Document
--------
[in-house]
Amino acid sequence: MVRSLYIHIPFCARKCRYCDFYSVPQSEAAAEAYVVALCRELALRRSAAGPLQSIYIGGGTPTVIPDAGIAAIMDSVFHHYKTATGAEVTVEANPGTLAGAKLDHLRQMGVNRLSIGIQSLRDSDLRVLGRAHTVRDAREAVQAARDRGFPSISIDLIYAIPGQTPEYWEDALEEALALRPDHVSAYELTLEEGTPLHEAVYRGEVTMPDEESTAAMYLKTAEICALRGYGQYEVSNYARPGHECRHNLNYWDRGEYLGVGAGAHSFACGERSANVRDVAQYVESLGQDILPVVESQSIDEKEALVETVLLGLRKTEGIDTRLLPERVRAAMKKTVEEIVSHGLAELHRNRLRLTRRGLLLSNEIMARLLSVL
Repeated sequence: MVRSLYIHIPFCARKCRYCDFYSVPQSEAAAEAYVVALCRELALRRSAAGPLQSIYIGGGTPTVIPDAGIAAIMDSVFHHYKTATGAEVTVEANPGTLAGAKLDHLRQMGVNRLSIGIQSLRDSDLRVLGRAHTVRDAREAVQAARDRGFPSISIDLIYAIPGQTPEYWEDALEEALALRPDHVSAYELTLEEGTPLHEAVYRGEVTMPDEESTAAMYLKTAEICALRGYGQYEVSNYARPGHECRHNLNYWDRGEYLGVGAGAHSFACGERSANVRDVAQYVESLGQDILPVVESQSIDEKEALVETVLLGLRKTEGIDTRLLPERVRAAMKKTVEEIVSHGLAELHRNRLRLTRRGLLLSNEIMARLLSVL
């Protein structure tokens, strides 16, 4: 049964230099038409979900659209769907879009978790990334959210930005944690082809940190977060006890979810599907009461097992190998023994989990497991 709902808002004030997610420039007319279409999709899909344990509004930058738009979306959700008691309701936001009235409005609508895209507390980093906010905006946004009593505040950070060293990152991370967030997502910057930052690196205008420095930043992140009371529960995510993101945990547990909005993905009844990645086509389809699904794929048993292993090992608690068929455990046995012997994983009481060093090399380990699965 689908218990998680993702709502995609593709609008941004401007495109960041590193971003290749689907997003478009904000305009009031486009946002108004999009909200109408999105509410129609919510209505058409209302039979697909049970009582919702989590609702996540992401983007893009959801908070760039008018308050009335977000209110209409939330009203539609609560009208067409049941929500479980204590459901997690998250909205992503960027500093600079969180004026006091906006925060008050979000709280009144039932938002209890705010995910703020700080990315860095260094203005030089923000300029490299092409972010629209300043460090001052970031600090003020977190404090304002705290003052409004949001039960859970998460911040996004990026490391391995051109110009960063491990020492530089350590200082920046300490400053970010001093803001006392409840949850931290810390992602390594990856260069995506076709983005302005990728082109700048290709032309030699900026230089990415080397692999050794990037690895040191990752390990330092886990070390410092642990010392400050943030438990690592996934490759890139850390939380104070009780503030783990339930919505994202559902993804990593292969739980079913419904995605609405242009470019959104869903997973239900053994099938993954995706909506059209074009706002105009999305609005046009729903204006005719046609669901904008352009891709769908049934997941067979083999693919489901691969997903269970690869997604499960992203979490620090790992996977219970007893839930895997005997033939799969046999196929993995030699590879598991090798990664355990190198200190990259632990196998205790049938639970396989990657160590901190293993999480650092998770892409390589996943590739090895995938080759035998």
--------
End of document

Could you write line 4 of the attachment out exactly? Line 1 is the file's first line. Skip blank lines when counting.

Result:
């Protein structure tokens, strides 16, 4: 049964230099038409979900659209769907879009978790990334959210930005944690082809940190977060006890979810599907009461097992190998023994989990497991 709902808002004030997610420039007319279409999709899909344990509004930058738009979306959700008691309701936001009235409005609508895209507390980093906010905006946004009593505040950070060293990152991370967030997502910057930052690196205008420095930043992140009371529960995510993101945990547990909005993905009844990645086509389809699904794929048993292993090992608690068929455990046995012997994983009481060093090399380990699965 689908218990998680993702709502995609593709609008941004401007495109960041590193971003290749689907997003478009904000305009009031486009946002108004999009909200109408999105509410129609919510209505058409209302039979697909049970009582919702989590609702996540992401983007893009959801908070760039008018308050009335977000209110209409939330009203539609609560009208067409049941929500479980204590459901997690998250909205992503960027500093600079969180004026006091906006925060008050979000709280009144039932938002209890705010995910703020700080990315860095260094203005030089923000300029490299092409972010629209300043460090001052970031600090003020977190404090304002705290003052409004949001039960859970998460911040996004990026490391391995051109110009960063491990020492530089350590200082920046300490400053970010001093803001006392409840949850931290810390992602390594990856260069995506076709983005302005990728082109700048290709032309030699900026230089990415080397692999050794990037690895040191990752390990330092886990070390410092642990010392400050943030438990690592996934490759890139850390939380104070009780503030783990339930919505994202559902993804990593292969739980079913419904995605609405242009470019959104869903997973239900053994099938993954995706909506059209074009706002105009999305609005046009729903204006005719046609669901904008352009891709769908049934997941067979083999693919489901691969997903269970690869997604499960992203979490620090790992996977219970007893839930895997005997033939799969046999196929993995030699590879598991090798990664355990190198200190990259632990196998205790049938639970396989990657160590901190293993999480650092998770892409390589996943590739090895995938080759035998």